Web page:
The Swedish Academy awarded the Nobel Prize in Literature on Thursday to French author Annie Ernaux, citing the “courage and clinical acuity with which she uncovers the roots, estrangements and collective restraints of personal memory.”
The academy had not been able to reach Ernaux by phone the time Mats Malm, the permanent secretary of the Swedish Academy, announced the award at a news conference in Stockholm. She found out when she heard the news on the radio, and stepped outside of her suburban Paris home to speak briefly with reporters on Thursday afternoon, reports Reuters. “I am very happy,” she said in French. “I am proud. And that’s it.”
Ernaux, 82, has written over 20 books since the 1970s. Her work is lauded for its blistering honesty; the author has recounted her first sexual experiences, an illegal abortion, a passionate extramarital affair and the death of her parents, among other things. For years, the literary community has regarded Ernaux as a favorite for the accolade, which is awarded to an author for their entire body of work and is widely considered to be the greatest honor a writer can achieve.
“Her work is uncompromising and written in plain language, scraped clean,” said Anders Olsson, chair of the Nobel literature committee, during the award announcement. “And when she ... reveals the agony of the experience of class, describing shame, humiliation, jealousy or inability to see who you are, she has achieved something admirable and enduring.”
Born in rural Normandy in 1940, Ernaux grew up in a working class family. She studied at Rouen University to become a school teacher, and she wrote her first novel in college. But publishers rejected it for being “too ambitious,” she told the New York Times’ Laura Cappelle in 2020. It wasn’t until she was in her 30s, married with two kids, that she took up writing again.
In her debut, 1974’s Cleaned Out, Ernaux recounts her humble youth and her back-alley abortion, which she had in secret while the procedure was still illegal in France. Her breakthrough into the mainstream came with her fourth book, A Man’s Place. Published in 1983, the short book explores her father’s life and their relationship.
Internationally, Ernaux is best known for The Years. Published in 2008, the creative memoir documents her own life and French society at large from the 1940s to the 2000s. Notably, Ernaux wrote The Years in third person, rather than first person. Critics have also celebrated Happening, Ernaux’s 2000 book that delves into further detail about the illegal abortion she had at 23. Last year, the book was adapted as a feature-length film.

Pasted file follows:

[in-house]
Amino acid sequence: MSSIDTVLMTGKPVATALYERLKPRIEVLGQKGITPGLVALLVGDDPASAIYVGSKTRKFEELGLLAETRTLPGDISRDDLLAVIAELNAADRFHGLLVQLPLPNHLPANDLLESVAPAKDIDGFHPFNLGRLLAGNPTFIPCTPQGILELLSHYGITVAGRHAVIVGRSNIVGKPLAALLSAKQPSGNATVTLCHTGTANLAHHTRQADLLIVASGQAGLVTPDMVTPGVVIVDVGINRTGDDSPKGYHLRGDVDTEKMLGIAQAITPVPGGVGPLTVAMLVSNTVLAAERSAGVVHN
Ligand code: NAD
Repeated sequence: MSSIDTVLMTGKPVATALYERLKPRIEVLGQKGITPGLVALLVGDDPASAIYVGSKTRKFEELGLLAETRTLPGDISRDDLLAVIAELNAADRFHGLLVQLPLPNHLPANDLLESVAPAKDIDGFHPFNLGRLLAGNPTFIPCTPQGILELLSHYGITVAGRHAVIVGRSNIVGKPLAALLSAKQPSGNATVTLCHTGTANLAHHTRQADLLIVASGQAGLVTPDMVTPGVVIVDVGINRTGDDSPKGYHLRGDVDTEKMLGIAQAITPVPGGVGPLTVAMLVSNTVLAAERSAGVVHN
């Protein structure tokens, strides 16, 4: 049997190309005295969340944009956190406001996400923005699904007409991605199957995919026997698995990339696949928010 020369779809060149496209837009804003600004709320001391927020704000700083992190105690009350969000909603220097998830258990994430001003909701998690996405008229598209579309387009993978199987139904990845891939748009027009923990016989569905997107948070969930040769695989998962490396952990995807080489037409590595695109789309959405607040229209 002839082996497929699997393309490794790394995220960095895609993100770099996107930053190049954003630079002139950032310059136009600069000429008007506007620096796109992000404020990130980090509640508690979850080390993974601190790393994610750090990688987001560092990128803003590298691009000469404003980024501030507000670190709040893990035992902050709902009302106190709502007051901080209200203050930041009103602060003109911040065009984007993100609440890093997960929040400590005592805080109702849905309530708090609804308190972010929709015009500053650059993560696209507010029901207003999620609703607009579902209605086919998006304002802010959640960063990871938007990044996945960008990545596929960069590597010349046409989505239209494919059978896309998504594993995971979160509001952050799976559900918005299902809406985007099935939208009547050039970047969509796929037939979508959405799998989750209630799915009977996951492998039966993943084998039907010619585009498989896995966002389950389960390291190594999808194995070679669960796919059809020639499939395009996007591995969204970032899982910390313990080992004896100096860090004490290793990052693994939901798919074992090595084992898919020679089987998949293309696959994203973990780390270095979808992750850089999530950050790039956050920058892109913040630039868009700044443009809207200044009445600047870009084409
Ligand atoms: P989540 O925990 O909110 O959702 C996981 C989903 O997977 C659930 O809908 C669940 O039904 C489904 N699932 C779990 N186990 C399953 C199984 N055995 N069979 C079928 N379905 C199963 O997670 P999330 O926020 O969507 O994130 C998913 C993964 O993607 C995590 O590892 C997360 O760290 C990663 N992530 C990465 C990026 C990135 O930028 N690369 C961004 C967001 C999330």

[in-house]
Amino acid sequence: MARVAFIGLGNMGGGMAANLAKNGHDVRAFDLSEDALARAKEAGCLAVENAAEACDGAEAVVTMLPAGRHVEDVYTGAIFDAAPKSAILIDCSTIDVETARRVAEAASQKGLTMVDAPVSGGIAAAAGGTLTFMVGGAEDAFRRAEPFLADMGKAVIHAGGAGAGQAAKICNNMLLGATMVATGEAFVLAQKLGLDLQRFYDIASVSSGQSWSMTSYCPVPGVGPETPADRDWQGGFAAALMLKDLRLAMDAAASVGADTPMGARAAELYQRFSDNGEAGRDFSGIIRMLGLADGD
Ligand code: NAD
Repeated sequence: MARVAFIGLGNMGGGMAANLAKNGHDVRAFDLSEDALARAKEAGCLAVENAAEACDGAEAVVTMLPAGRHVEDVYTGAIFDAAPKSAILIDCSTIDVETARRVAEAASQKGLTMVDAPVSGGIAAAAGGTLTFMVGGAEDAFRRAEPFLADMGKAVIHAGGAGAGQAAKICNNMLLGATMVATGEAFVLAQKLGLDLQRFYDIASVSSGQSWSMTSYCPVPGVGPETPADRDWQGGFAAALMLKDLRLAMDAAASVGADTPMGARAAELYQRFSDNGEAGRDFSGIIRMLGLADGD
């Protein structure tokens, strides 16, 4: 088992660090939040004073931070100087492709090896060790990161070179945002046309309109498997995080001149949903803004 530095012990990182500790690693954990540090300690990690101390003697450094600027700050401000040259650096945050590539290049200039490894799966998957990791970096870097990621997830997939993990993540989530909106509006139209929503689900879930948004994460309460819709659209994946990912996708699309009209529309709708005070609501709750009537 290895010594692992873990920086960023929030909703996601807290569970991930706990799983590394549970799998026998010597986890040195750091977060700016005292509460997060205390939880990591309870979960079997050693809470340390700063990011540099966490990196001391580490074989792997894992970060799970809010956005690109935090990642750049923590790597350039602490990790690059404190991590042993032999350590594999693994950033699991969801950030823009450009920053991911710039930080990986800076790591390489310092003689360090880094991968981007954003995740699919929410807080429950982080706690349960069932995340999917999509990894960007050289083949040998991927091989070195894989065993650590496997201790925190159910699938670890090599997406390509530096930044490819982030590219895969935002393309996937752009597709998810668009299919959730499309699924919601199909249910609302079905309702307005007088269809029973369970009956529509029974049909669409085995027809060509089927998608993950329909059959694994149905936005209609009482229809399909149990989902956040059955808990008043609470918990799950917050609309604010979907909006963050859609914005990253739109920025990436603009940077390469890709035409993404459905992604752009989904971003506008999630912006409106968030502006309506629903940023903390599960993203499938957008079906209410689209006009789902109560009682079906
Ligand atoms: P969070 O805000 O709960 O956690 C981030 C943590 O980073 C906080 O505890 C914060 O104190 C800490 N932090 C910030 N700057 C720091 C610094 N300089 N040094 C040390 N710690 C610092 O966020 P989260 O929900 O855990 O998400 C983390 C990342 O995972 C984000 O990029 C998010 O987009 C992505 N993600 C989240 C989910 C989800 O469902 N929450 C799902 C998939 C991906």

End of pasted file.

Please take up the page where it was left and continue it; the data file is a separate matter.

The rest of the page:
Speaking after the award announcement, Olsson described Ernaux as an honest writer who is “not afraid to confront the hard truths,” per David Keyton, Jill Lawless and Masha Macpherson of the Associated Press (AP).
“She writes about things that no one else writes about, for instance her abortion, her jealousy, her experiences as an abandoned lover and so forth. I mean, really hard experiences,” he said. “And she gives words for these experiences that are very simple and striking. They are short books, but they are really moving.”
Audrey Diwan, the French film director of Happening, tells the New York Times’ Cappelle that Ernaux’s writing “speaks to so many and becomes a ‘we,’ a collective voice beyond borders.” The accolade, she adds, “turns a well-deserved spotlight on an immense body of work.”
Of 119 people to win the Nobel Prize in Literature, Ernaux is only the 17th woman and the first French woman. She joins over a dozen French writers who have been honored with the award.
The Swedish Academy has been criticized over the years for failing to recognize a diverse range of writers: Including Ermaux, 96 of the past 119 Nobel literature laureates have been either European or North American. The organization is working to broaden its scope, Olsson tells the AP, but “it is the quality that counts, ultimately.”
Last year, the Nobel went to Tanzanian novelist Abdulrazak Gurnah for his “uncompromising and compassionate penetration of the effects of colonialism and the fate of the refugee in the gulf between cultures and continents.” American poet Louise Glück won the award in 2020. The prize is worth 10 million Swedish kronor, which is almost $900,000.